Big oil is being challenged by state-owned foreigners like China's CNOOC,whose takevoer bid for Unocal was rejected last year:
State-controlled oil companies represent "unpredictable competition," said David Pursell, an analyst at Pickering Energy Partners in Houston. "All of a sudden, Cnooc shows up. What's their cost of capital? I don't know. What's their strategy? I don't know."So after all these years of rampant privatisation (as per the Conservatives' Economic Bible), we are now hearing that nationalised industries have a "competitive advantage" - and from the oil industry, of all places!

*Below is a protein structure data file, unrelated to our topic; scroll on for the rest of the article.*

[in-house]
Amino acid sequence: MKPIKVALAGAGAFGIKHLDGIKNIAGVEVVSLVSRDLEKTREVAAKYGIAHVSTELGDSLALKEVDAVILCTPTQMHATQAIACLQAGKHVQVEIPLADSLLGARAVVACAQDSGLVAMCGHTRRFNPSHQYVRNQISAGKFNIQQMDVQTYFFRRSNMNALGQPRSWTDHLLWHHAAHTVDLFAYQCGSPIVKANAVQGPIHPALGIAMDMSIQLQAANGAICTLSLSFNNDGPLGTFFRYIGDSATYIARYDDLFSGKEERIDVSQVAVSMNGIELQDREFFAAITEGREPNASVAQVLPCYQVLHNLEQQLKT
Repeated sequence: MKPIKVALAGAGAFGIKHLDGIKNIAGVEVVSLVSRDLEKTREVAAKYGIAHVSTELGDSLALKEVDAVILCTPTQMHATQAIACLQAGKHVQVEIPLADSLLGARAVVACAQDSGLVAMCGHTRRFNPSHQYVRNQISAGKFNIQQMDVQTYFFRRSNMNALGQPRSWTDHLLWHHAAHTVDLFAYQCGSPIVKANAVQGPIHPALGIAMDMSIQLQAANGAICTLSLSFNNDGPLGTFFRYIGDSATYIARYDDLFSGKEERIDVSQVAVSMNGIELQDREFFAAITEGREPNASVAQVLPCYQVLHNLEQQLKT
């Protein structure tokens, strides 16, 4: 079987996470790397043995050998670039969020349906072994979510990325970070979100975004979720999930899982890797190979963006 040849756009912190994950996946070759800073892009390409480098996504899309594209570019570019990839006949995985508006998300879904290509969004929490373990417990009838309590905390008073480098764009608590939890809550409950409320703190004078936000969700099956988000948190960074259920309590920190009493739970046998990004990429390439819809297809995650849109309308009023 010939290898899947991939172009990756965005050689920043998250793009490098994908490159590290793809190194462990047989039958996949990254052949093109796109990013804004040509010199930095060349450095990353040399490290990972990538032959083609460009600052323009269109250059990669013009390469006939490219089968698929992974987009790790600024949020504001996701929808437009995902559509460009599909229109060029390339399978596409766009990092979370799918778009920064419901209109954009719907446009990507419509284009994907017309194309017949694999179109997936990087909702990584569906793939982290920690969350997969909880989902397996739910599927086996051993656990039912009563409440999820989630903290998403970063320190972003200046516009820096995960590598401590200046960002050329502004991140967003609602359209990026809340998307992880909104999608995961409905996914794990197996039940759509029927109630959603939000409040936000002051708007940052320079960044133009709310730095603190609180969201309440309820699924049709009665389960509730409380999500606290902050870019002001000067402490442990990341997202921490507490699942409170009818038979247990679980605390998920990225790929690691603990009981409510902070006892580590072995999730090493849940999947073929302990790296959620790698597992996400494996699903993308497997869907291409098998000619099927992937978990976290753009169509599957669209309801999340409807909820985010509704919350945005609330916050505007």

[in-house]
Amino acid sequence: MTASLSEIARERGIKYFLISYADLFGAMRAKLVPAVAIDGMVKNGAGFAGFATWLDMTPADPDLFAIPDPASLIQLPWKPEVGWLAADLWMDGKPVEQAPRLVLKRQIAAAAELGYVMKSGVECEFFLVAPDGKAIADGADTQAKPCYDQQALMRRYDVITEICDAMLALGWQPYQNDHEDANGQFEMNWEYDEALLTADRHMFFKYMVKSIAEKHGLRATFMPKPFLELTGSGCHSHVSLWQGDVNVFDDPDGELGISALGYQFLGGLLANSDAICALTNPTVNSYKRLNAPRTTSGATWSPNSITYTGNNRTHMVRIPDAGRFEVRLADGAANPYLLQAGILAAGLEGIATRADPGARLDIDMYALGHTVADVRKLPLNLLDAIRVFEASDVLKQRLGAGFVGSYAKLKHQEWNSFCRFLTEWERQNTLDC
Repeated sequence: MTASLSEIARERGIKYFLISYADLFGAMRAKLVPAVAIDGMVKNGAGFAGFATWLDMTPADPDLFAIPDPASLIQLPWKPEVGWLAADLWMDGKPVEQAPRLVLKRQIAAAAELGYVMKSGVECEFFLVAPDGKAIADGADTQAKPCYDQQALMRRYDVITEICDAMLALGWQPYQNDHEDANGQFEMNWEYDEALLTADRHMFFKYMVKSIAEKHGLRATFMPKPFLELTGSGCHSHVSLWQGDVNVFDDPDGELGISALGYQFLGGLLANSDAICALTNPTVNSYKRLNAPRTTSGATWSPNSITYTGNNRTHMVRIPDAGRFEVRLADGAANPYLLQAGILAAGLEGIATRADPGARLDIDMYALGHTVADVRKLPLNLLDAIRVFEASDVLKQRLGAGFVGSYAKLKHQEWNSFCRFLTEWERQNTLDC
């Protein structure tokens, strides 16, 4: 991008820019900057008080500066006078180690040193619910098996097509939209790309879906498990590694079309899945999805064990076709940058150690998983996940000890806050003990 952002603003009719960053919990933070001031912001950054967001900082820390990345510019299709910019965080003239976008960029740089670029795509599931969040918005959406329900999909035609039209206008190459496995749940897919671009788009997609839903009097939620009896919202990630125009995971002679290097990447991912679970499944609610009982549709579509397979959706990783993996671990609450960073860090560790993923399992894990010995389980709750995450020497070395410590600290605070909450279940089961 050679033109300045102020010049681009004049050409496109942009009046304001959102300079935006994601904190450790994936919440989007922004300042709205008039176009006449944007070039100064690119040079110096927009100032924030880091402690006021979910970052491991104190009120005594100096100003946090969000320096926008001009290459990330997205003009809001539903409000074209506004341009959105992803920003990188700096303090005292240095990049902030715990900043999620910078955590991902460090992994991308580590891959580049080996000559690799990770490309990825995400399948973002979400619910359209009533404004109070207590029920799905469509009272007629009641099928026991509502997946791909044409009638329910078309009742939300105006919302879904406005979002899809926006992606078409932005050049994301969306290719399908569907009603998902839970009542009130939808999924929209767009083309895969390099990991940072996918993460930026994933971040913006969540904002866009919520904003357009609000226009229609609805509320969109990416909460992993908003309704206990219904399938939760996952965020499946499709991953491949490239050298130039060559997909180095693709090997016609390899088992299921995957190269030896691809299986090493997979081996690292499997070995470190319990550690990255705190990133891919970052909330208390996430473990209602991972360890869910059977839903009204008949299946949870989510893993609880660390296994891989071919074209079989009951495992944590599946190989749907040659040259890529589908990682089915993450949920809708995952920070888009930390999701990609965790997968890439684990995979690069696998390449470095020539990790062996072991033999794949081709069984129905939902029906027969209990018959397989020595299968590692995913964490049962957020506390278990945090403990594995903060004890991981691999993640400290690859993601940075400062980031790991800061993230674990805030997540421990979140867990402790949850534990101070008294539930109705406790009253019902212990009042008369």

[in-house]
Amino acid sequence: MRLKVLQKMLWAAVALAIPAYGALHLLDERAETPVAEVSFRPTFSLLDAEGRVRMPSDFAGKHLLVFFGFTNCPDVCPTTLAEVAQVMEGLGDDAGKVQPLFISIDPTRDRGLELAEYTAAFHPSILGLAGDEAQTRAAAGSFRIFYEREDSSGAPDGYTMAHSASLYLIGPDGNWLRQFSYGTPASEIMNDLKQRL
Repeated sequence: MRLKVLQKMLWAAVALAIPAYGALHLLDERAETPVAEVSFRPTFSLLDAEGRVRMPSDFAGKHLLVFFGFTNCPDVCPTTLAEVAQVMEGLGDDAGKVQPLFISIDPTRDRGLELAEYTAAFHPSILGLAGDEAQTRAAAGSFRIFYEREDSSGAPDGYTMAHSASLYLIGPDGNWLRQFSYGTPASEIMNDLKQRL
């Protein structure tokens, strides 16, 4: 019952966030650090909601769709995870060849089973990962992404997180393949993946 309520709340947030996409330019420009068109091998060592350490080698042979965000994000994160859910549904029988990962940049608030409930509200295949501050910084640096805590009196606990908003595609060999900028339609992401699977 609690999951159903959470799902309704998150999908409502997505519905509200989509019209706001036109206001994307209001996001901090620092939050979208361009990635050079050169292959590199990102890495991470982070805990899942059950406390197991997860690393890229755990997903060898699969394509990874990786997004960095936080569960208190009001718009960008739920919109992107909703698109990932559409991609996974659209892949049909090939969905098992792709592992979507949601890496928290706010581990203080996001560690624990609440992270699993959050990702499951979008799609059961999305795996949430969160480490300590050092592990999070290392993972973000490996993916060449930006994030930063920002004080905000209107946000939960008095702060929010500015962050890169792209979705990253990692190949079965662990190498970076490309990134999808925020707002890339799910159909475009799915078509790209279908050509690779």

"Having some kind of political alignment between nations and their oil companies is bringing a distinct competitive advantage," John Knight, senior vice president of international business development and acquisitions at Norway's state-owned Statoil, said in an interview. "That advantage will not be going to the stateless multinationals."
"State companies winning deals because of government-to-government interaction has become a rule rather than an exception," said Arjuna Mahendran, chief economist and strategist at Credit Suisse Private Banking in Singapore. "This will increase competition for multinational companies in acquiring oil and gas assets."
The article includes some interesting stats:
Crude oil in New York is around $67 a barrel, more than three times the average of about $20 during the 1990s.
New York natural gas is around $8 per million British thermal units, four times the average of about $2 during the 1990s.